We place the key on the table and bring out the smartphone camera. It clicks and the screen shows a razor-sharp photo of the key. The photo is all we need to print a perfect copy of the key – that’s all we need to open the door.
No, it’s not a scene from some whodunit novel. With the help of two experts, who want to remain anonymous, PC för Alla have done it, just like this. We took a picture of our own key, and from that picture alone we got a copy that could open our lock.
“Yes, it’s possible to copy a key from a photo, in any case if it’s a fairly simple key,” says Håkan Hedlund, technology expert at SSF, the Swedish Theft Prevention Association.
The risks this carries are obvious. It will only take a couple of seconds’ carelessness for the thief, the curious neighbor, or the jealous former girl- or boyfriend to take a photo of your key and create a functional copy.
It’s even possible to create keys from peoples’ photos on Facebook.
“It is important to take good care of your keys,” says Håkan Hedlund. “It may be risky to let them lay about – and posting pictures of them on Facebook.
The reason it’s possible to copy keys on your own is the breakthrough of 3D printers. They don't print texts or photos, but create three-dimensional figures in plastic.
The technology is similar to glue guns or pastry bags for cookies. The plastic is heated until it’s liquidated and can be piped through a moving tip. A thin layer of plastic is piped out and dries immediately. When the first layer is done, the tip pipes out a new layer, and a figure is built.
“You can use a 3D printer to print everything from toys and ornaments to spare parts and architectural models,” says Anton Månsson, hardware sales manager at Creative Tools.
Creative Tools sells 3D printers and tutors the users. Anton Månsson states that the interest in the technology is growing.
“It springs of course from the printers becoming cheaper and more flexible,” he says.
You can get a good 3D printer under 10,000 SEK. Lots of models are so small that they can sit on an ordinary desk.
The material cost is really low. A figure that fits in your palm costs a only a couple of SEK and a small key is even cheaper. The exact cost depends on the object’s size and the material used.
“You can use many different kinds of thermoplastic, nylon or wood-plastic composites, but none of the simpler 3D printers can use metal,” says Anton Månsson.
In a key this affects the strength. The 3D printed plastic key cannot replace the usual one, but if you only need to open the door once, it works.
There are even 3D businesses, which can replace a locksmith. They scan and save a copy of your key in the cloud. If you lose your key you only have to print a copy in an automat or any 3D printer. US company Keyme and Keysave from Belgium are two of the pioneers.
Keyme and Keysave scan the key from every angle with a 3D scanner. When PC för Alla tested, we used a common picture, like the ones people might publish on Facebook.
It took a bit of work in a 3D software to convert the photo to the kind of 3D picture needed for a successful 3D print. 3D software is usually quite advanced and takes experience to master. Though the basics can be learned fairly fast.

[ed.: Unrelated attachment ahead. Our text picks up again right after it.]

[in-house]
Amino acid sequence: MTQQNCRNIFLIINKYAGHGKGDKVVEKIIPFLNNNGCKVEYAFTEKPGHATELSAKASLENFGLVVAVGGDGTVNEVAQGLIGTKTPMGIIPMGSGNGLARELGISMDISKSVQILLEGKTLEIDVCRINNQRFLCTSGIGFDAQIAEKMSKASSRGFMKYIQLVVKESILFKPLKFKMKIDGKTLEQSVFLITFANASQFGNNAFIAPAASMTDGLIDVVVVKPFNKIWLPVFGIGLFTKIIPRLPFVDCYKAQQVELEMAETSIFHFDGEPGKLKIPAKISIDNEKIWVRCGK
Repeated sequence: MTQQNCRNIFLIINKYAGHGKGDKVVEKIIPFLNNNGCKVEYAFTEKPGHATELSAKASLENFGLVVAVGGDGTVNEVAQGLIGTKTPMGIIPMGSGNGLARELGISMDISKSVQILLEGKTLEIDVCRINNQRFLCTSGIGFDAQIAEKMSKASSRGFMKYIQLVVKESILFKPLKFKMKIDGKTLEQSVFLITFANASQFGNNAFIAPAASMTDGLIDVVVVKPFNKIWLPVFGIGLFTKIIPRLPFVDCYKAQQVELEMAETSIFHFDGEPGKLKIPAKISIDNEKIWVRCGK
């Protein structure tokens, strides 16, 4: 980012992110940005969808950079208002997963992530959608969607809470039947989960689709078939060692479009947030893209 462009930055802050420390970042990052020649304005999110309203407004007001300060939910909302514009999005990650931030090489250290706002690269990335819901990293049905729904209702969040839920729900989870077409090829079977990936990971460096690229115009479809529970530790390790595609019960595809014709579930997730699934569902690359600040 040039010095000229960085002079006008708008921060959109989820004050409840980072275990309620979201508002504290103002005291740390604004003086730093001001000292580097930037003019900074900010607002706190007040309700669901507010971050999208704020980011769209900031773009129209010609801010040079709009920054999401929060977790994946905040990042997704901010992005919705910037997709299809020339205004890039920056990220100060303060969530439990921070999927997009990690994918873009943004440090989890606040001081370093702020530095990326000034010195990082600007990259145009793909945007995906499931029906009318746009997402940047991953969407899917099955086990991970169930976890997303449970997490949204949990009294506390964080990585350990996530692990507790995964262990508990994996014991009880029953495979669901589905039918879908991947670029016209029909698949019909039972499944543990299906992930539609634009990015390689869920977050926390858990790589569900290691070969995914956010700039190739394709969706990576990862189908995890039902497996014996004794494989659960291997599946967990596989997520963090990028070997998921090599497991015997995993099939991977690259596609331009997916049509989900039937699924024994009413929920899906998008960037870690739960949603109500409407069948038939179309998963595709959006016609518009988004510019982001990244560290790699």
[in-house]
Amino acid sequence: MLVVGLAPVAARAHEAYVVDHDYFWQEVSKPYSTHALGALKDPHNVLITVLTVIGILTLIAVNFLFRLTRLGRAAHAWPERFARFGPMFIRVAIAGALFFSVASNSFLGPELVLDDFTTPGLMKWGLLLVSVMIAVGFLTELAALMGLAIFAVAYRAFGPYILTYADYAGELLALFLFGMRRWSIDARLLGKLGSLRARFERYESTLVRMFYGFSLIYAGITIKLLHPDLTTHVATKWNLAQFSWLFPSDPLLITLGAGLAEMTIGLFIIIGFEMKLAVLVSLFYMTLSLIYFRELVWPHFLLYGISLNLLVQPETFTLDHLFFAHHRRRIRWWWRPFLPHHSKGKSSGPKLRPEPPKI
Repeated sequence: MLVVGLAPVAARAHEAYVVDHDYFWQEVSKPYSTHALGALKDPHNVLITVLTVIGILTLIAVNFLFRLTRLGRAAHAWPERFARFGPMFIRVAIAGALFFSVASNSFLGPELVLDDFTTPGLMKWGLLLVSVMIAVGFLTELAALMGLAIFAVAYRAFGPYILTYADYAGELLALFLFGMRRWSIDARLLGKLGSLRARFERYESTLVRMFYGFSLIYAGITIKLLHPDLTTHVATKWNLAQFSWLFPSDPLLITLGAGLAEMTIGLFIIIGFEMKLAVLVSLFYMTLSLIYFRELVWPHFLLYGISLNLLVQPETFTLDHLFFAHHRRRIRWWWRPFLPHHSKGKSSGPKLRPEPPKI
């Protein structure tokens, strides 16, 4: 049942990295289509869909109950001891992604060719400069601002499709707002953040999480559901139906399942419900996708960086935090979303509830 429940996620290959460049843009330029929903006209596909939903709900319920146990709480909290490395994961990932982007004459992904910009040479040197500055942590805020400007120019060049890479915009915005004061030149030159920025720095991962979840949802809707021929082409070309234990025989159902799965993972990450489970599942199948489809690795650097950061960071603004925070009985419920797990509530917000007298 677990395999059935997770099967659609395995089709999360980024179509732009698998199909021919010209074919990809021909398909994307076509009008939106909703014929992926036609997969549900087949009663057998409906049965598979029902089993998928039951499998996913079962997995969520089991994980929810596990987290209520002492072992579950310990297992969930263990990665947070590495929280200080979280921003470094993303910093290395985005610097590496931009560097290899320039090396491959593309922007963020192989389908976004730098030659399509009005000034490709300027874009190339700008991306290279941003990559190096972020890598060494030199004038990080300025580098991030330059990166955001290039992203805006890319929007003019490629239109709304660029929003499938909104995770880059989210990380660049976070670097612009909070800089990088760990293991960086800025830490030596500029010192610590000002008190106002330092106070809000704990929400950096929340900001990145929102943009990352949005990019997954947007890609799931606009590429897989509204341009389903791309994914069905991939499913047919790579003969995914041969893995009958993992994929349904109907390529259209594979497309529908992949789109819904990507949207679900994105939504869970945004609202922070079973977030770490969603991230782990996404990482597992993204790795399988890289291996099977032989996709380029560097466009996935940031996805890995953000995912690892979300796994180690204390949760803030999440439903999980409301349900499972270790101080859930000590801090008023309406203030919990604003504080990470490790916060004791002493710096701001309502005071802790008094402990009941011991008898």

“Most people can do it in 10-20 hours,” says Anton Månsson.
A wekend of intense studying is enough, and you can teach yourself, at home on your own computer.
“There are plenty of free courses and 3D software online,” he says.
Since the cost of the plastic used is negligible, you can afford to test things out.
That it may take several attempts to succeed becomes obvious when we are copying our key. The first prints fail, and we have to make more until the key fits. To create the key isn’t really difficult, the problem is to get the cuts and grooves in the right places, and that fails in our first attempts. For an experienced burglar this problem might not be such a huge obstacle.
The 3D technology is a huge challenge for the lock industry, even if it hasn’t been a big problem in reality – at least not so far.
“I don’t know any cases where criminals has been using 3D printers,” says Håkan Hedlund at SSF, the Swedish Theft Prevention Association.
His advice for those worrying is to take care of your keys and use a high-security lock.
The key we managed to print is a common door key, like the ones many of us use. It’s fairly simple, since it looks alike on both and has a form that makes it possible to copy.
Other keys are harder to copy. High security keys have different grooves and depressions on each side, to make them harder to copy.
Additionally, more digital alternatives are developed. Instead of a physical key you can, for example, open your door with a plastic card or your smartphone.
The problem is that even that kind of technology has been possible to hack.
“No matter what kind of lock you use, it’s equally important to be careful and think about how you use your key,” emphasizes Håkan Hedlund.
Christina Eberhardson was delighted. She had a new home in Stockholm and when she got the keys she took a picture of them and put it up on Facebook.
“I wanted to tell my friends that I was going to move”, she says.
The picture was sharp and good and the congratulations started to arrive. But then someone mentioned that you should avoid putting up pictures of your keys online.
“I realized that it wasn’t such a good idea to put up that photo, but I didn't think about security at all,” she says.
She had no idea that it’s possible to create a copy of a key from a photo.
“I know that you have to be careful about giving your key to others, since you can make a mold out of clay, but I didn’t know that a photo is sufficient.
For Christina Eberhadson there was no damage was negligible done, since she wasn’t going to stay in her new apartment for long – but she learned something for the future.
“Next time I move I won’t take a pic of my key. I might put up one of the front door instead.”
//Translation by: Lotta Kempe